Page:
HFSPlus Question

Home » General » HFSPlus Question
General 7 Comments

In CentOS 7.2.1511 does the 3.10.0-327.18.2.el7.CentOS.plus.x86_64 (Plus)
kernel read HFSPlus iMac drives? I don’t see any hfsplus modules installed anywhere, so I suspect not. My sister’s 17″ iMac died, and I’m trying to recover the drive. If it spins up, I’d like to copy it with dd.

I see that Elrepo has kmod-hfsplus and hfsplus-tools, will these work with the Plus kernel?

I still have to pull the drive from that infernal iMac case, so can’t test yet.

Thank you for any clues, my Google-foo isn’t finding anything on the Plus kernel and HFSPlus.

7 thoughts on - HFSPlus Question

  • For what it’s worth a non-ancient Mac can boot to Internet recovery by holding the Command and R keys while powering on. From there you can get a working Terminal (click the Utilities menu at the top of the screen) and run dd or try copying files to another drive, or whatever else you may want to try.

  • It’s in mainline so I don’t know why it would not be built. It certainly exists on Fedora. You could get Fedora live image, dd to a USB stick and it will boot the Mac.

    The much bigger problem is recent OS X versions default to, and convert on updating prior versions to, Core Storage volumes. This is Apple’s equivalent of LVM. And there is no open source code for this. Upstream liblkid doesn’t even recognize it. It’s actually a big problem as it renders OS X HFS unreadable outside of OS X.

    Microsoft’s equivalent is Storage Spaces. But as yet it’s not used by default. Likewise no support on Linux still.

    Chris Murphy

    My sister’s 17″ iMac died, and I’m trying to

  • There are a lot of modules in the equivalent mainline kernel that are not enabled / built in the RHEL kernel, reason being RH don’t want the extra workload of maintaining (backporting fixes) those drivers for the
    10 year lifespan of the product, long after upstream support at kernel.org has ended.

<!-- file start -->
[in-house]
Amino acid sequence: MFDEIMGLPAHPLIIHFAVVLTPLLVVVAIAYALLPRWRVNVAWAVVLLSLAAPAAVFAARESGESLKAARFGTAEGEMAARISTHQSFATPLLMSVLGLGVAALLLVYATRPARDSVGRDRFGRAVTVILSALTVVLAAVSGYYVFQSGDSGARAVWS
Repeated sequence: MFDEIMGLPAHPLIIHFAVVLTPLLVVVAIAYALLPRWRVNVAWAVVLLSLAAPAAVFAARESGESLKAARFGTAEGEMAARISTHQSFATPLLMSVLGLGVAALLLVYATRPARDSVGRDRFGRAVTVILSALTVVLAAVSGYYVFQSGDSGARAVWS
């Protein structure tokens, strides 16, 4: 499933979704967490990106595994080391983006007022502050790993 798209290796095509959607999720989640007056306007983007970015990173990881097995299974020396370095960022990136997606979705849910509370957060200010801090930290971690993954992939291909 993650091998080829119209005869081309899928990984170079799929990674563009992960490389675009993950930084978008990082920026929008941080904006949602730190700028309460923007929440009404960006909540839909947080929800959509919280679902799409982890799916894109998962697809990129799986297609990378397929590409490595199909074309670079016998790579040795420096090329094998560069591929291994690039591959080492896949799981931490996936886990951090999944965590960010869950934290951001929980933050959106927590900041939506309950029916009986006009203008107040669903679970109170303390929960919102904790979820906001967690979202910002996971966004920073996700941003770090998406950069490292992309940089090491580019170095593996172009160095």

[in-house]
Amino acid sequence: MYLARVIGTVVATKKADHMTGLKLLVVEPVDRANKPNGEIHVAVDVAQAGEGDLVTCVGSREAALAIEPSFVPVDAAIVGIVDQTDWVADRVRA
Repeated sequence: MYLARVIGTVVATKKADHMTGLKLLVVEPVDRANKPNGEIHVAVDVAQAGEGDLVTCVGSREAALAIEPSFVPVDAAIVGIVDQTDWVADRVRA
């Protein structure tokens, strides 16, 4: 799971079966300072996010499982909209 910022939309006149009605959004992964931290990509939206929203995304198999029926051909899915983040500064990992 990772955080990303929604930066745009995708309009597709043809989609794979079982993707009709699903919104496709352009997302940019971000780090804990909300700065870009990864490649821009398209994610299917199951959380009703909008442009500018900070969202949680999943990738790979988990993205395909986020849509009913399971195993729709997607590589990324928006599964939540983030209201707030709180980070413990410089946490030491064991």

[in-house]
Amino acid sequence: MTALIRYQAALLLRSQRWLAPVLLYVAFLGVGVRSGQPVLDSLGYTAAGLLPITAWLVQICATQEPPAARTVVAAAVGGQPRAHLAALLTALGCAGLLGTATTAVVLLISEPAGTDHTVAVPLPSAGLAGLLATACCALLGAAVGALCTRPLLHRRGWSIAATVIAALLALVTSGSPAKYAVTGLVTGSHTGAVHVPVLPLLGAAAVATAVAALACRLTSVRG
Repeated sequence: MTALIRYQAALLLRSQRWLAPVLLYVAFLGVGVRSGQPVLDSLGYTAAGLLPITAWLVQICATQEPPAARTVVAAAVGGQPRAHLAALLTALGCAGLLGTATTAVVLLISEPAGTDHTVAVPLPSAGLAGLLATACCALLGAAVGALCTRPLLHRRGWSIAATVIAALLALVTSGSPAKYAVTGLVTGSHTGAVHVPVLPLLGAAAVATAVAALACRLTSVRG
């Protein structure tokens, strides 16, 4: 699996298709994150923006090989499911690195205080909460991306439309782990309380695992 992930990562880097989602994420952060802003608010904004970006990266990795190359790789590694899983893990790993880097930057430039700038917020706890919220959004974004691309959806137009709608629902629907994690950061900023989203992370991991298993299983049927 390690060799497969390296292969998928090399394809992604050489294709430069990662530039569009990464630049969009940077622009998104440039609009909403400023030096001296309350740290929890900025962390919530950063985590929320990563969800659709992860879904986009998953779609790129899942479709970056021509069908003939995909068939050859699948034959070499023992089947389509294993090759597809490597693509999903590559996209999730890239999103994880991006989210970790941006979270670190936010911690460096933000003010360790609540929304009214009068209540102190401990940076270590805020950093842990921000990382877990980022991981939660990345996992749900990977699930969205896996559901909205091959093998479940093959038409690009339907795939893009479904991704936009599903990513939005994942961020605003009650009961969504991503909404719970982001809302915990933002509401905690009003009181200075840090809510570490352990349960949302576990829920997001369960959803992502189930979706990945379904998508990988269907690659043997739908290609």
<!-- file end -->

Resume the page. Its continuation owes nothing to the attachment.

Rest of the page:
In this case they probably determined it unlikely that a user would want to hook an HFSPlus volume up to a RHEL server. They also disabled a whole bunch of 100Mbit ethernet drivers commonly found on older desktop motherboards in RHEL7 for the same reason.

  • Fedora 24
    [root@f24m mnt]# grep HFSPLUS /boot/config-4.5.6-300.fc24.x86_64

    CentOS 7
    [root@localhost ~]# grep HFSPLUS /boot/config-3.10.0-123.20.1.el7.x86_64
    # CONFIG_HFSPLUS_FS is not set

    [root@localhost ~]# grep HFSPLUS /boot/config-4.6.1-1.el7.elrepo.x86_64

    So it looks like it’s not created in the CentOS kernels, but is in the elrepo and Fedora kernels.

  • Thanks for the clues from yourself and other’s. I haven’t had a chance to check things out yet, I’m still dealing with food poisoning I came down with after sending my question. :-(

    Maybe later this week.


  • Use the ELrepo kmod-hfsplus module. See elrepo.org for details on how to get the repo installed, then you can just ‘yum install kmod-hfsplus’
    to get started. Use the ELrepo mailing lists for questions abut ELrepo and the kmod-hfsplus package.

    [lowen@dhcp-pool108 ~]$ repoquery -qi kmod-hfsplus

    Name : kmod-hfsplus Version : 0.0
    Release : 2.el7.elrepo Architecture: x86_64
    Size : 179840
    Packager : Alan Bartlett
    Group : System Environment/Kernel URL : http://www.kernel.org/
    Repository : elrepo Summary : hfsplus kernel module(s)
    Source : hfsplus-kmod-0.0-2.el7.elrepo.src.rpm Description :
    This package provides the hfsplus kernel module(s) which allows the mounting of extended format Macintosh-formatted hard drive partitions with full read-write access. The file system is often called HFS+ and was introduced with MacOS 8. It includes all Macintosh specific filesystem data such as data forks & creator codes and it also has several UNIX style features such as file ownership and permissions. It has been built for the Linux kernel using the x86_64 family of processors.
    [lowen@dhcp-pool108 ~]$